Razor Secure CEO Warns Transport Companies of More Cyber Threats
Following the recent ‘cyber-jacking’ of the San Francisco Municipal Transportation Agency (Muni), Alex Cowan, the CEO of transport cyber defence experts Razor Secure, has warned rail, aviation and car manufacturers and operators that many more attacks on their distributed IT assets and networks will happen in the coming new year.
The Muni hackers were able to use crypto-locker software to disable parts of their infrastructure, leaving the company unable to charge passengers for their journeys. But the financial costs may not stop there as the hackers also demanded a ransom to release the systems back to the company. Ransom attacks like this cause not only financial but also reputational damage, so the true cost is incalculable.
Presenting at the recent Hacktrain 3.0 (an event dedicated to developing new and innovative transport solutions, which Razor Secure helped judge) Alex described how cyber-attacks on transport networks were an ever-increasing threat to the safety of passengers.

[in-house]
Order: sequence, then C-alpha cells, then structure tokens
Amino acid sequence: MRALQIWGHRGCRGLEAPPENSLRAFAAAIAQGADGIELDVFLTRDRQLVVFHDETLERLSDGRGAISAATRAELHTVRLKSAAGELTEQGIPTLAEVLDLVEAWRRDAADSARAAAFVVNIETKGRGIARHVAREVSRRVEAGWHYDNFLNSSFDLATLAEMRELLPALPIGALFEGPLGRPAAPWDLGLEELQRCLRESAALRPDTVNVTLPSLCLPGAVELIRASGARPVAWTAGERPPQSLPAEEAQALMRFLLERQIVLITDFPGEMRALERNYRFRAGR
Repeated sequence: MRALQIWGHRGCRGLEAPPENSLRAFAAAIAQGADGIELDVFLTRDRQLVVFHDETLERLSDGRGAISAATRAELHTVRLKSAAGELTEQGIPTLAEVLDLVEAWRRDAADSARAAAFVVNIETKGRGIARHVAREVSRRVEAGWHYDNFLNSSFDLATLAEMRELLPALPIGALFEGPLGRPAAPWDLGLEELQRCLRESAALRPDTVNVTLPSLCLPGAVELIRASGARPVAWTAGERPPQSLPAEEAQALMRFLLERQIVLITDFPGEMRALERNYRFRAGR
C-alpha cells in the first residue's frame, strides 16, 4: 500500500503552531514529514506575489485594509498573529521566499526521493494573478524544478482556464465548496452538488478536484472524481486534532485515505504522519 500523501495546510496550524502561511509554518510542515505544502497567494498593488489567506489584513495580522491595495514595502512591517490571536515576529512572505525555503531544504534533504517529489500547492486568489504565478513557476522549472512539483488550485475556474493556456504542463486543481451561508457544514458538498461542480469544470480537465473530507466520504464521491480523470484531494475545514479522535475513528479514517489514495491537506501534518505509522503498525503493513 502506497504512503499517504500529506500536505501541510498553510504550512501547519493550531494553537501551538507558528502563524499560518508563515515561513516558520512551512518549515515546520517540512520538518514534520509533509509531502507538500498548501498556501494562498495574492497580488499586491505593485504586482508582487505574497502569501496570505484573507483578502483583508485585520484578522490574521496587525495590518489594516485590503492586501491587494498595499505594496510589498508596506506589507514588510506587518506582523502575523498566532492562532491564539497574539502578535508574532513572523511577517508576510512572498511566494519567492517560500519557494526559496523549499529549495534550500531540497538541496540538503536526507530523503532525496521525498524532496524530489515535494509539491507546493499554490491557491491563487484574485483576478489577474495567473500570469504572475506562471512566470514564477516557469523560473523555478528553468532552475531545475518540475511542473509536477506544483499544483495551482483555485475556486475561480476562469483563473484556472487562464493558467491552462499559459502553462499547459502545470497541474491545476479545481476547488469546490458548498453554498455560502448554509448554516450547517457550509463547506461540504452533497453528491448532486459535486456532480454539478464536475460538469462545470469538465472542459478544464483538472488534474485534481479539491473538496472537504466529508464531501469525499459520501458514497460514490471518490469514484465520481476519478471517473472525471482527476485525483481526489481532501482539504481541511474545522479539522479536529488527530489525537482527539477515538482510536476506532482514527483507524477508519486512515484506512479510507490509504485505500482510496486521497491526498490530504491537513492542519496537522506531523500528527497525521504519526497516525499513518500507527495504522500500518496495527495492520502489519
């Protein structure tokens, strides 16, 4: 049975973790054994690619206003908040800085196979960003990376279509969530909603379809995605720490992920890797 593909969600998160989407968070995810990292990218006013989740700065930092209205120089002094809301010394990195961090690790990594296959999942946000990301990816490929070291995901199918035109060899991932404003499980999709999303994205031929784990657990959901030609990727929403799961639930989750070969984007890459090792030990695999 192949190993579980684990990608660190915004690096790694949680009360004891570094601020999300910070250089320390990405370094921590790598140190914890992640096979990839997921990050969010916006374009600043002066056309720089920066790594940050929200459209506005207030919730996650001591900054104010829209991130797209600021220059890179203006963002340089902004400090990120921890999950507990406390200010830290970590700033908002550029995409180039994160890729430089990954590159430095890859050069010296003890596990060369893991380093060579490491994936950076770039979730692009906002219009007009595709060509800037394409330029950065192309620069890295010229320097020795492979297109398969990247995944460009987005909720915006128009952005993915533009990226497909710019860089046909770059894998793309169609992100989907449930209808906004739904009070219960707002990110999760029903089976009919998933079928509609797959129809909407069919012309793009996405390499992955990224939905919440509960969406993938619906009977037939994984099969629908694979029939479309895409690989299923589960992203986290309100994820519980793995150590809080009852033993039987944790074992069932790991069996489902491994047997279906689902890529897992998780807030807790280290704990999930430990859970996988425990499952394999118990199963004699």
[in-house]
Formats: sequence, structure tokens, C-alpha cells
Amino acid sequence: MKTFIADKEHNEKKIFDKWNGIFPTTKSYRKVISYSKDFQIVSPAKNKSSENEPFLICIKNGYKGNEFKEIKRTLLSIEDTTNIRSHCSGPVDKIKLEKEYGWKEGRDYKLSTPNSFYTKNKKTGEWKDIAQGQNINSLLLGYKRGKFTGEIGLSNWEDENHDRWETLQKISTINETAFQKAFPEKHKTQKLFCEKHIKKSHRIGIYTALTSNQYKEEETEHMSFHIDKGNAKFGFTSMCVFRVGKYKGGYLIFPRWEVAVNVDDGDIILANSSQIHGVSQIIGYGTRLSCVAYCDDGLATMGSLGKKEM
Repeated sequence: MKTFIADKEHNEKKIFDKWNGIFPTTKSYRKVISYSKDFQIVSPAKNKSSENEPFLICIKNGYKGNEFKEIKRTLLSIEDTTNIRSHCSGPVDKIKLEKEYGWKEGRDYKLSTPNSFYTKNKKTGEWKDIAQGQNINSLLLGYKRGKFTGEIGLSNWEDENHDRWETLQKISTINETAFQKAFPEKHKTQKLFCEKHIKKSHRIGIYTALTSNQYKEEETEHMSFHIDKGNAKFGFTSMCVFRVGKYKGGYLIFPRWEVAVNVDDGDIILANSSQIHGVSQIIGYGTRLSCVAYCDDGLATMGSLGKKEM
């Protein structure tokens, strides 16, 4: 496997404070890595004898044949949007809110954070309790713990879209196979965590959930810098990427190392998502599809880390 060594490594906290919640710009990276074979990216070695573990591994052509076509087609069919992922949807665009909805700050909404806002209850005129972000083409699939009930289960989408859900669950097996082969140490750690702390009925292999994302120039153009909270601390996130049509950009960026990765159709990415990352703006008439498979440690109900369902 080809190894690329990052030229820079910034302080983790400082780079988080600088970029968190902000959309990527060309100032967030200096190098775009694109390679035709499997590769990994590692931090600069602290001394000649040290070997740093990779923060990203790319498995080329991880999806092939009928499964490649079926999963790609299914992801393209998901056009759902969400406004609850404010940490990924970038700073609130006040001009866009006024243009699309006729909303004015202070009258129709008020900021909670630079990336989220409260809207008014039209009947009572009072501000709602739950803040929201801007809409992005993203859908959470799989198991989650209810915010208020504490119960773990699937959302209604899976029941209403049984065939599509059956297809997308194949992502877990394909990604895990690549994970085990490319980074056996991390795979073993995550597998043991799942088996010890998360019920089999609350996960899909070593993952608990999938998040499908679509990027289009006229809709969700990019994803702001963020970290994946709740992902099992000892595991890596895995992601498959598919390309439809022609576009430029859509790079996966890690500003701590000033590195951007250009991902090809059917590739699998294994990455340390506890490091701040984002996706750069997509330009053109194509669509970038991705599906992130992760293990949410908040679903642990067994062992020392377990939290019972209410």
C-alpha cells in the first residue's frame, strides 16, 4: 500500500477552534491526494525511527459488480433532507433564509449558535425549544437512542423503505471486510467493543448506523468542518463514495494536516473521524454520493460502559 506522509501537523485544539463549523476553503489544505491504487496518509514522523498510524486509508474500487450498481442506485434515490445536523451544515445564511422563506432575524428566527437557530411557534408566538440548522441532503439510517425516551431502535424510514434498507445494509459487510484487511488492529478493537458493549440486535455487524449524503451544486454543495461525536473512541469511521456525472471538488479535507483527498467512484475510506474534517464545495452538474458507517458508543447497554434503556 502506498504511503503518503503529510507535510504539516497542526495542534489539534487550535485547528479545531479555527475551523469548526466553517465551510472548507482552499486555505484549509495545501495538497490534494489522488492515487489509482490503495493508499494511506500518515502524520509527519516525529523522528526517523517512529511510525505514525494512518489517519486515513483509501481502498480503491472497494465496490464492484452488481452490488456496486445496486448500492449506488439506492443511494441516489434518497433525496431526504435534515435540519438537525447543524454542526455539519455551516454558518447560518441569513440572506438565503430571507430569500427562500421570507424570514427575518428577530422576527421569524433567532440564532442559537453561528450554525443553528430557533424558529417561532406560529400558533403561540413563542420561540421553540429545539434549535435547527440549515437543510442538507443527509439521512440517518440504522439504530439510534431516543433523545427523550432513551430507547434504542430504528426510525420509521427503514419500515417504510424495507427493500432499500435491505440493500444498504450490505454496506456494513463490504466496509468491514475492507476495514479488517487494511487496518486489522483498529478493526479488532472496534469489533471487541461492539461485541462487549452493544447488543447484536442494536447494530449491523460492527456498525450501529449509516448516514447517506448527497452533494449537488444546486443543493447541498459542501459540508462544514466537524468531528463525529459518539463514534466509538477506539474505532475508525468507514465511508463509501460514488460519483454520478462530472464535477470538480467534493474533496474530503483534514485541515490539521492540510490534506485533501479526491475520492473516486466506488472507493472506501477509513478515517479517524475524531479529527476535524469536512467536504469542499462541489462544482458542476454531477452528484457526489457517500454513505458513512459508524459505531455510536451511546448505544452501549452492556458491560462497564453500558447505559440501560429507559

He said; “Security vulnerabilities exist in the most unlikely places throughout all transports networks and since these networks are by definition on the move and distributed, they can be much harder to protect. They are characterised by weakness. Attacks on ‘non-critical’ networks, such as entertainment systems or passengers WiFi may seem no more than inconvenient at the time but they can be a path to much greater access for the hacker.”
No one yet knows how the hackers accessed the Muni network but Cowan’s point regarding the unlikely access points will become more relevant as more devices become connected and the Internet of Things expands. The proliferation of access points to ever bigger networks presents a huge challenge for those tasked with protecting our transport grids.
The threat cannot be overstated as the Chancellor, Philip Hammond recently highlighted when he announced that his government will be spending £1.9 billion on cybersecurity. “If we do not have the ability to respond in cyberspace to an attack which takes down our power network – leaving us in darkness or hits our air traffic control system grounding our planes – we would be left with the impossible choice of turning the other cheek, ignoring the devastating consequences, or resorting to a military response” he said.